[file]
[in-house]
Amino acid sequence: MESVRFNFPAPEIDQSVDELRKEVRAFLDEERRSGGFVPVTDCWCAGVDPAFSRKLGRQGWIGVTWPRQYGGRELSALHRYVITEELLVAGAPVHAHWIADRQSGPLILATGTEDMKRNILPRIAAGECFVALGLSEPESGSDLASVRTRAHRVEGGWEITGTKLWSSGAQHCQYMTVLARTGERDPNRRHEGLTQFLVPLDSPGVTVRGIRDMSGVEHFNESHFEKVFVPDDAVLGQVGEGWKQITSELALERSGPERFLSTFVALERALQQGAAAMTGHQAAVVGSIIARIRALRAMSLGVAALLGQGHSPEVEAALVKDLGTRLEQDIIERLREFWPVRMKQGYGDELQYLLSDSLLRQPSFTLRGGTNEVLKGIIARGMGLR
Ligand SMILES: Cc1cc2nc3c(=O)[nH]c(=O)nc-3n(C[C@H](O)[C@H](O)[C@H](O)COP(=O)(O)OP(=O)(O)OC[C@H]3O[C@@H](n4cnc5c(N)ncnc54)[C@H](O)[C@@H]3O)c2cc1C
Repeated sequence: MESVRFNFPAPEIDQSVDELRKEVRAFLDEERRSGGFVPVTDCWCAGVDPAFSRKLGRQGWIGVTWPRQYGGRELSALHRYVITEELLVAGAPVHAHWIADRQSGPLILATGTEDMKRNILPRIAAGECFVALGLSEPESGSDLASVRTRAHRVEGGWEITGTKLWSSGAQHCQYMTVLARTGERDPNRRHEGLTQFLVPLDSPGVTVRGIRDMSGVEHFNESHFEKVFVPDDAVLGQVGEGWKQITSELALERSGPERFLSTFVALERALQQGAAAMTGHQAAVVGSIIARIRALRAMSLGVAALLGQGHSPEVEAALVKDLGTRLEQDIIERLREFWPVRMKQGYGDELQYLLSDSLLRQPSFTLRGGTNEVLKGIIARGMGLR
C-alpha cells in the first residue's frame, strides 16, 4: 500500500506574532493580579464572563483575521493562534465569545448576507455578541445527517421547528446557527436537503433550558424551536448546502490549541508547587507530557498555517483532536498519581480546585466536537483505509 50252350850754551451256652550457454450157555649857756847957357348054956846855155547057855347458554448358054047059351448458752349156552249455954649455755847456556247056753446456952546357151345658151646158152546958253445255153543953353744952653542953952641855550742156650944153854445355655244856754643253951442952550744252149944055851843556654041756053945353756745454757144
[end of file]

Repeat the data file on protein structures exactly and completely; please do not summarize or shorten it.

[in-house]
Amino acid sequence: MESVRFNFPAPEIDQSVDELRKEVRAFLDEERRSGGFVPVTDCWCAGVDPAFSRKLGRQGWIGVTWPRQYGGRELSALHRYVITEELLVAGAPVHAHWIADRQSGPLILATGTEDMKRNILPRIAAGECFVALGLSEPESGSDLASVRTRAHRVEGGWEITGTKLWSSGAQHCQYMTVLARTGERDPNRRHEGLTQFLVPLDSPGVTVRGIRDMSGVEHFNESHFEKVFVPDDAVLGQVGEGWKQITSELALERSGPERFLSTFVALERALQQGAAAMTGHQAAVVGSIIARIRALRAMSLGVAALLGQGHSPEVEAALVKDLGTRLEQDIIERLREFWPVRMKQGYGDELQYLLSDSLLRQPSFTLRGGTNEVLKGIIARGMGLR
Ligand SMILES: Cc1cc2nc3c(=O)[nH]c(=O)nc-3n(C[C@H](O)[C@H](O)[C@H](O)COP(=O)(O)OP(=O)(O)OC[C@H]3O[C@@H](n4cnc5c(N)ncnc54)[C@H](O)[C@@H]3O)c2cc1C
Repeated sequence: MESVRFNFPAPEIDQSVDELRKEVRAFLDEERRSGGFVPVTDCWCAGVDPAFSRKLGRQGWIGVTWPRQYGGRELSALHRYVITEELLVAGAPVHAHWIADRQSGPLILATGTEDMKRNILPRIAAGECFVALGLSEPESGSDLASVRTRAHRVEGGWEITGTKLWSSGAQHCQYMTVLARTGERDPNRRHEGLTQFLVPLDSPGVTVRGIRDMSGVEHFNESHFEKVFVPDDAVLGQVGEGWKQITSELALERSGPERFLSTFVALERALQQGAAAMTGHQAAVVGSIIARIRALRAMSLGVAALLGQGHSPEVEAALVKDLGTRLEQDIIERLREFWPVRMKQGYGDELQYLLSDSLLRQPSFTLRGGTNEVLKGIIARGMGLR
C-alpha cells in the first residue's frame, strides 16, 4: 500500500506574532493580579464572563483575521493562534465569545448576507455578541445527517421547528446557527436537503433550558424551536448546502490549541508547587507530557498555517483532536498519581480546585466536537483505509 50252350850754551451256652550457454450157555649857756847957357348054956846855155547057855347458554448358054047059351448458752349156552249455954649455755847456556247056753446456952546357151345658151646158152546958253445255153543953353744952653542953952641855550742156650944153854445355655244856754643253951442952550744252149944055851843556654041756053945353756745454757144